At the end of May I was invited to join a group of designers on a tour of a pulp and paper mill in France, owned by paper manufacturer Arjowiggins. Excited to learn more about another type of material manufacturing, I went along to document the visit for The Great Recovery Project.
It was a fascinating couple of days getting an insider view of how recycled paper is made. We witnessed every step for the process, from the moment the post-consumer waste arrives at the pulp factory, to the point where the freshly recycled paper is packaged up and piled high, ready to ship off the UK and around Europe.
You read more about the experience and see my photographs over on The Great Recovery site, where I wrote a blog post about the tour. The photographs are particularly interesting as I got a rare permission to photograph inside both factories, which a visitor has never been allowed to do before.
I also produced some accompanying interviews, with insights from both the visiting designers and our hosts, on the importance of learning about materials.
You can read Siôn Whellens’ account of the trip on the Calverts’ website. It is thanks to Siôn, who brought everyone together, that we all got to learn more about paper manufacturing. Thanks must also go to Julian Long and Angela DeVorchik of Arjowiggins Graphic who were our wonderful hosts.
After seven months travelling around the UK documenting The Great Recovery project for the RSA and the TSB, then another month distilling all the collected content into a beautiful document, I’m delighted to say The Great Recovery report has been published.
All in all it has been a fascinating process, I’ve learned so much about manufacturing and design while working on this project and I have loved visiting every factory. It’s quite thrilling to see all my photographs, interviews and writing on the designer’s role in the circular economy brought together into such a good looking publication. Thomas Matthews did a fantastic job on the report layout design.
On June 4th, project directors Sophie Thomas and Nat Hunter launched the report at a reception in Parliament hosted by the APDIG, in conjunction with both the Associate Parliamentary Sustainable Resource Group and the Associate Parliamentary Manufacturing Group.
Policy Connect and the Associate Parliamentary Design & Innovation Group has now included the report in their ‘Ten of the Best: Design 2012/2013’ saying,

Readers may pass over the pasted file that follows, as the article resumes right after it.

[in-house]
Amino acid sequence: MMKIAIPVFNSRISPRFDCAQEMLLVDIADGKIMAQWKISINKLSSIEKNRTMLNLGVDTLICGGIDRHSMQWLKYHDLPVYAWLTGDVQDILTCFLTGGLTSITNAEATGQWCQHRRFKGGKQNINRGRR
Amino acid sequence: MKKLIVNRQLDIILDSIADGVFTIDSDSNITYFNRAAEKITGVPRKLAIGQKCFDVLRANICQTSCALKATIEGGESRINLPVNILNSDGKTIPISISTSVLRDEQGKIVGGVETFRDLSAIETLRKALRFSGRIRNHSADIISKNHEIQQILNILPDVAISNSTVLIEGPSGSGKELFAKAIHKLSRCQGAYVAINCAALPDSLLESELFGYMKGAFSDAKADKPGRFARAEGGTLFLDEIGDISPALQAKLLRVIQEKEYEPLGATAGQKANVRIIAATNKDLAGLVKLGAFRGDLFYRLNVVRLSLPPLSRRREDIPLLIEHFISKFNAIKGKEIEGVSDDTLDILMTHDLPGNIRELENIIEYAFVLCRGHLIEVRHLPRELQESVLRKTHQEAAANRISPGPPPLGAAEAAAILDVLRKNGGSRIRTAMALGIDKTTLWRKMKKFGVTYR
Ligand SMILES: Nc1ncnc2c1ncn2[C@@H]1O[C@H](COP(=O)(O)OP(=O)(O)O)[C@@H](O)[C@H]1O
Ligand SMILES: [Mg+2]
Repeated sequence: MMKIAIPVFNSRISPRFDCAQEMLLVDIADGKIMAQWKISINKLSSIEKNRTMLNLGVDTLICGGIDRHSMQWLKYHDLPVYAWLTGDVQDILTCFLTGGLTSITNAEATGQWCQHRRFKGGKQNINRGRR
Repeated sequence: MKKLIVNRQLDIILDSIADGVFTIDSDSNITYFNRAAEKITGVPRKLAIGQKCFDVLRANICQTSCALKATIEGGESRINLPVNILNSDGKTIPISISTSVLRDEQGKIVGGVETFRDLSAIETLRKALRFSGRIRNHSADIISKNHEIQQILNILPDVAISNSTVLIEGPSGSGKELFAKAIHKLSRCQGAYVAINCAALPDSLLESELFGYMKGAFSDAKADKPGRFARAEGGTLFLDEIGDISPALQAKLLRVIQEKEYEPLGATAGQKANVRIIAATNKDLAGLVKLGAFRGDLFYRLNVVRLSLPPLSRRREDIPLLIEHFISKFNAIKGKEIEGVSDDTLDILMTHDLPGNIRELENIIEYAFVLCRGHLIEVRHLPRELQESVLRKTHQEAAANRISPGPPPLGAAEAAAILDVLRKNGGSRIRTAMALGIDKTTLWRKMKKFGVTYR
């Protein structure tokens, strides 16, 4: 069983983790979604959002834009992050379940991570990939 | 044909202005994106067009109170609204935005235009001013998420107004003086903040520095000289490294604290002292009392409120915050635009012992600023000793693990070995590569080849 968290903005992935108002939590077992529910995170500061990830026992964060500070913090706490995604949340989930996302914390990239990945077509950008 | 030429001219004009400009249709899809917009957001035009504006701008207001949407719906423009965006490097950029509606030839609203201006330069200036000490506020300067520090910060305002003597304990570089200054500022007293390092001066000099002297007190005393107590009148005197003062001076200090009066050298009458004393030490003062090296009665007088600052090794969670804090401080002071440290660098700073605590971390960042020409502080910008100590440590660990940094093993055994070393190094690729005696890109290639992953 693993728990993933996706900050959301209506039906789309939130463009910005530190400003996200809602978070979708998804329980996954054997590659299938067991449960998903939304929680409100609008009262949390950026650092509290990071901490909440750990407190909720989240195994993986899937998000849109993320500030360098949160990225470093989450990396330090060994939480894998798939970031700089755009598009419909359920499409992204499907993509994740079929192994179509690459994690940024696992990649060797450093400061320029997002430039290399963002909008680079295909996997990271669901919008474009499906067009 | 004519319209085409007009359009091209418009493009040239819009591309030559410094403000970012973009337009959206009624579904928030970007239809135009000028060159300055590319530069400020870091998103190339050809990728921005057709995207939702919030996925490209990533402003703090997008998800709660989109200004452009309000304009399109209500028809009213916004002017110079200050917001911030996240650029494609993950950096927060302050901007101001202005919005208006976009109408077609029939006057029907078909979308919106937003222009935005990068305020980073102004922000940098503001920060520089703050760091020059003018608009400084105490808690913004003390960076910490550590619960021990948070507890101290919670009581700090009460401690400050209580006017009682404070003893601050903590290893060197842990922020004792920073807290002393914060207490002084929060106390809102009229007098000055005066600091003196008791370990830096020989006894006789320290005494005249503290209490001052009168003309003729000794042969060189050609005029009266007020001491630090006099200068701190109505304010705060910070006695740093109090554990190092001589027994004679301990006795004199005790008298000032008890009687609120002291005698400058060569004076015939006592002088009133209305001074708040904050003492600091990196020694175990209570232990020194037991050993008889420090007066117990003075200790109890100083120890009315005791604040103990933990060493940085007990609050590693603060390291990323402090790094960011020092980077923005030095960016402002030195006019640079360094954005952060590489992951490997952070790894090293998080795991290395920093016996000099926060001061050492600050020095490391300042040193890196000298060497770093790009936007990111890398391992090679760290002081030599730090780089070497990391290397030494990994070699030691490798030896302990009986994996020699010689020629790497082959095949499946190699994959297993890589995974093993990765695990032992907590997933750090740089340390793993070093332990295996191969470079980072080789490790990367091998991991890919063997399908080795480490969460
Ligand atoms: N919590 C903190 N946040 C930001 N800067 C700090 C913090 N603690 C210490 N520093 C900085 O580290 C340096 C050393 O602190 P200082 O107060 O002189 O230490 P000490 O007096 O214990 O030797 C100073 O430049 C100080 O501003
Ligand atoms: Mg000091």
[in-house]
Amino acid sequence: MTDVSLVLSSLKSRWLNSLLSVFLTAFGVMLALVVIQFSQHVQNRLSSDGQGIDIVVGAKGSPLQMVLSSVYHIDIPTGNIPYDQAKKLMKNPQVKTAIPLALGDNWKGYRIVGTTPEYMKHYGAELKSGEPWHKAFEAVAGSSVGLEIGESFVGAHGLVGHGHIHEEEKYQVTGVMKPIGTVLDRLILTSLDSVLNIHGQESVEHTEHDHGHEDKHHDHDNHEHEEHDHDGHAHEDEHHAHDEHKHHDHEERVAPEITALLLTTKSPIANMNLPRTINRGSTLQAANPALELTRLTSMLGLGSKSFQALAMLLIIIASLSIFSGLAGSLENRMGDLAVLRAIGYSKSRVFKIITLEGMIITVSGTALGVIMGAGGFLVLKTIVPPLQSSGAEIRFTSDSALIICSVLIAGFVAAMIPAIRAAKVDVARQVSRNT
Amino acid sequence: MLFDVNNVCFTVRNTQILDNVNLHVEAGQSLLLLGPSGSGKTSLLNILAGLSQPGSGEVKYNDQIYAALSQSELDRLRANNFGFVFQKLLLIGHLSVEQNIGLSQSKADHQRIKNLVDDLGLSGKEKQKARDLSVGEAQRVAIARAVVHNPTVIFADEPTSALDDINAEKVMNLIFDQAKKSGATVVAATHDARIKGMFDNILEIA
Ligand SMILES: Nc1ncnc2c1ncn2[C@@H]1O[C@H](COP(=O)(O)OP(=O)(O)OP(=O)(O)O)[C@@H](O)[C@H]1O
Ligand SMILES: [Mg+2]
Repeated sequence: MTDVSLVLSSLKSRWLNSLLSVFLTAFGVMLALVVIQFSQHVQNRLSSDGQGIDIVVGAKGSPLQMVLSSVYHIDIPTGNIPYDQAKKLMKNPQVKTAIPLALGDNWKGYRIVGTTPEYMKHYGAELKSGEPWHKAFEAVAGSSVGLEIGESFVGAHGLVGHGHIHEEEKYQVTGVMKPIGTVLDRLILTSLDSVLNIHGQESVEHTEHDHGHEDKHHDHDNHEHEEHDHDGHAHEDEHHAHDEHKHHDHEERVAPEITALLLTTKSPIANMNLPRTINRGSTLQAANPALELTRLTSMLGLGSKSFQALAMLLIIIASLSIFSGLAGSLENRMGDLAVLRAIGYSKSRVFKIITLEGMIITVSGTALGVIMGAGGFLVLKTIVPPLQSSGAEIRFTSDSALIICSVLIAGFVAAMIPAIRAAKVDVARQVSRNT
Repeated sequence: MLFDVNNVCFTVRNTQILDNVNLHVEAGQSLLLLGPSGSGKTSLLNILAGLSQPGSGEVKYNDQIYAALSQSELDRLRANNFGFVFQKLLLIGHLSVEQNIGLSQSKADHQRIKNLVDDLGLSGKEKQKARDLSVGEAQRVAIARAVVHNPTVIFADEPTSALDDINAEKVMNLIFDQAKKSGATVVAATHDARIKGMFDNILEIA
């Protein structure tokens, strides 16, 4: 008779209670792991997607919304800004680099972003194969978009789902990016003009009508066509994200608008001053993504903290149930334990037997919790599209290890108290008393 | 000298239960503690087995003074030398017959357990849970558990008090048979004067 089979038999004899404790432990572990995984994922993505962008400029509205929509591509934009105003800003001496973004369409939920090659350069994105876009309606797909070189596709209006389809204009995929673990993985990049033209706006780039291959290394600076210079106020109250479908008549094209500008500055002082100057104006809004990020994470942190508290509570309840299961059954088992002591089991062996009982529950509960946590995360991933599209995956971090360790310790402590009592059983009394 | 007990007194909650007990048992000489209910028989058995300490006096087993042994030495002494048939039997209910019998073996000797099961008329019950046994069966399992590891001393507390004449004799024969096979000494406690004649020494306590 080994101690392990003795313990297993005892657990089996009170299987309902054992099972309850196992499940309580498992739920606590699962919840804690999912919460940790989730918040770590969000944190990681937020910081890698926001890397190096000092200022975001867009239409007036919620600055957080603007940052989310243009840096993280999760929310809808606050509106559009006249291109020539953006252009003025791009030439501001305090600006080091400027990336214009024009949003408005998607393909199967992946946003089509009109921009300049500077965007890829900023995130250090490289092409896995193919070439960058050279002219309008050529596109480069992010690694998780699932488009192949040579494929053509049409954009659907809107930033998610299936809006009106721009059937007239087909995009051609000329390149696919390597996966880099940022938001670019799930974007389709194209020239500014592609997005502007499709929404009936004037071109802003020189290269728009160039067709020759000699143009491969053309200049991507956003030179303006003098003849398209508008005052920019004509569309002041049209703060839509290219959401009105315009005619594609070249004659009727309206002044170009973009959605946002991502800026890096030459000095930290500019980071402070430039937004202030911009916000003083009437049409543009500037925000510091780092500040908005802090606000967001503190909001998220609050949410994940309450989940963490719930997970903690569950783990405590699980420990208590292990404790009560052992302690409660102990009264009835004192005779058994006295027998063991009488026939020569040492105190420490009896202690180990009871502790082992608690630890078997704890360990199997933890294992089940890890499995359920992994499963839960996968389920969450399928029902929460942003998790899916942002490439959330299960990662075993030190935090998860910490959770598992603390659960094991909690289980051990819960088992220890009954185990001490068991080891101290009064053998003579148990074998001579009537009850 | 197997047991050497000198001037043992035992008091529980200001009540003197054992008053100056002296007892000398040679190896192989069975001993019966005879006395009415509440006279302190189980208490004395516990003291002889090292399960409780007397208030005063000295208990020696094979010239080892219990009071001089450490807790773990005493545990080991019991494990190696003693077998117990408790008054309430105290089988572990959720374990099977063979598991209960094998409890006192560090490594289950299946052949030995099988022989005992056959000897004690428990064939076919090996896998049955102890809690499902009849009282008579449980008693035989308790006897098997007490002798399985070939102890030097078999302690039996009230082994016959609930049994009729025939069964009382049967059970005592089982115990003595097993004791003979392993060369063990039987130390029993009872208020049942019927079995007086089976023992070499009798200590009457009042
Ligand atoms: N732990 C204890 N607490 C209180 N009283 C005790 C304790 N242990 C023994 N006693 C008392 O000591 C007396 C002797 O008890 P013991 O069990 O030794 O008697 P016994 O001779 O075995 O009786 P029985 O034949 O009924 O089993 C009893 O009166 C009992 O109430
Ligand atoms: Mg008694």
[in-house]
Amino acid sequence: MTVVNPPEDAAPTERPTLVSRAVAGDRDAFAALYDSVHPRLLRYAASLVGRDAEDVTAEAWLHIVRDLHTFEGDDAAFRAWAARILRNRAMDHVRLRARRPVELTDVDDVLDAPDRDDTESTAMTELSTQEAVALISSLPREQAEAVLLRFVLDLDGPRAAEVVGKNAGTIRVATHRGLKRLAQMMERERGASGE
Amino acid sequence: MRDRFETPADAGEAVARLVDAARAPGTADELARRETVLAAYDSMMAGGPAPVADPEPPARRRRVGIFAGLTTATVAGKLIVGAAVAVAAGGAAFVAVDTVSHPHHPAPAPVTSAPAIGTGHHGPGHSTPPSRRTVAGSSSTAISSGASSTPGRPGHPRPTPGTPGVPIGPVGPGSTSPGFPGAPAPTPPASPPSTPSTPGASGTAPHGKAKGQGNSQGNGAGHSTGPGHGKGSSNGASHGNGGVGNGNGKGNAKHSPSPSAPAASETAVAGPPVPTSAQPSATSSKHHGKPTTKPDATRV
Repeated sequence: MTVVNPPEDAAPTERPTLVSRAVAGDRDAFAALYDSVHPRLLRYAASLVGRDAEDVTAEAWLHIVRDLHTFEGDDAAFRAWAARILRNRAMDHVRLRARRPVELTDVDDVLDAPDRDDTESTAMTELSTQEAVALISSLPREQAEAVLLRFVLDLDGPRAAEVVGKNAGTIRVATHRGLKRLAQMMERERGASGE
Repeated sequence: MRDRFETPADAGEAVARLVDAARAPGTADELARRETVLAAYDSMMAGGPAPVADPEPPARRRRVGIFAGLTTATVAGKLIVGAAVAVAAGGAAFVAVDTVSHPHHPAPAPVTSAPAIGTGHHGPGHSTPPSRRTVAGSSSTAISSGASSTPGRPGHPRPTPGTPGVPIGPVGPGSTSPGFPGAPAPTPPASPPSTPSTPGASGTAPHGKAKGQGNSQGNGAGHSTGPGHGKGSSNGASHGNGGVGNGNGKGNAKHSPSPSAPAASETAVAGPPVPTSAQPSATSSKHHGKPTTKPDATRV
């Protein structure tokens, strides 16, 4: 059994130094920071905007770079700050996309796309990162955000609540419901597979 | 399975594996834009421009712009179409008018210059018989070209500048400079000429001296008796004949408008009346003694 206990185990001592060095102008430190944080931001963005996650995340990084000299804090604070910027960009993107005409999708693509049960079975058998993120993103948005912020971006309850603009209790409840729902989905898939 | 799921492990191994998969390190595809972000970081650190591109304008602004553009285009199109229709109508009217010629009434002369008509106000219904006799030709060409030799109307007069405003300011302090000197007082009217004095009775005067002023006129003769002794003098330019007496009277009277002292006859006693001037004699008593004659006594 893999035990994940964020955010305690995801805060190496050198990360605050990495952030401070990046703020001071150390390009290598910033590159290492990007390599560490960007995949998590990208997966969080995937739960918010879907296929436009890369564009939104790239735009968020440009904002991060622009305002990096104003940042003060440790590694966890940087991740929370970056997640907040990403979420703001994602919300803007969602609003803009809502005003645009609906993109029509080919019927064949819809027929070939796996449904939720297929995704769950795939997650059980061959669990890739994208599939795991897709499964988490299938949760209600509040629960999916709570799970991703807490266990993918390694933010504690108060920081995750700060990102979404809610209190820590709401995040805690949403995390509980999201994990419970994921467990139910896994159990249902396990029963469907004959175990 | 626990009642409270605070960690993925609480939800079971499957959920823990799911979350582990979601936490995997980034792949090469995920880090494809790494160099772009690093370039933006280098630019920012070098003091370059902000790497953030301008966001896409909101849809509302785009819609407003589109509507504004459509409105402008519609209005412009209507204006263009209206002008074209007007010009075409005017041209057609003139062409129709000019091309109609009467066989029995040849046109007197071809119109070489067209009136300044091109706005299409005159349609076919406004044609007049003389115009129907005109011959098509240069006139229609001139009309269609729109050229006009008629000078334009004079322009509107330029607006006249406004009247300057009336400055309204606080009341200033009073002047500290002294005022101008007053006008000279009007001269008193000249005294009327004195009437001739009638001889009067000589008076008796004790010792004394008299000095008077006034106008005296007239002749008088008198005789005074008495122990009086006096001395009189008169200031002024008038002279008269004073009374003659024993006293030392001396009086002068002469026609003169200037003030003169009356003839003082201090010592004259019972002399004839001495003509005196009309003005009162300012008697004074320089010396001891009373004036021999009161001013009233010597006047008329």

“The Great Recovery is an impressive case study in how design can contribute to solving some of the most complex challenges facing the economy and society.”
You can download the report here.
In October 2012 I started working with the co-directors of design at the RSA , Sophie Thomas and Nat Hunter, on The Great Recovery project as a design observer. This involved documenting workshops and visits to material recovery centres around the UK.
These events brought designers, manufacturers and policy makers together to explore issues, investigate innovation gaps and incubate new partnerships in the circular economy. It has been a fascinating experience all round, where we’ve learned so much about the materials economy and the systems design involved in recycling.
We visited some incredible places, a tin mine in Cornwall, a plastic bottle recycling factory, an e-waste facility, and even the Caterpillar Remanufacturing plant in Shrewesbury where we watched engines being repurposed to the quality of brand new engines.
My role involved building up a body of documentary content for the project using photography, process observation and participant interviews. I was then to distill this content into the Great Recovery report, working in collaboration with Sophie Thomas.
I was delighted, in December, to be invited by the Ellen Macarthur Foundation to make a design proposal for Ellen’s upcoming presentation at the Big Bang science festival in March 2012. The brief was to find an engaging and dynamic way of communicating the Circular Economy to an audience of teenagers. It was the perfect challenge and a great exercise in designing audience participation. We put together several exciting ideas which involved the audience creating the presentation content while Ellen took the role of conductor. Unfortunately our proposal was a little too ambitious for the timescale available, but we look forward to working with the Ellen Macarthur Foundation again soon to implement some of our ideas.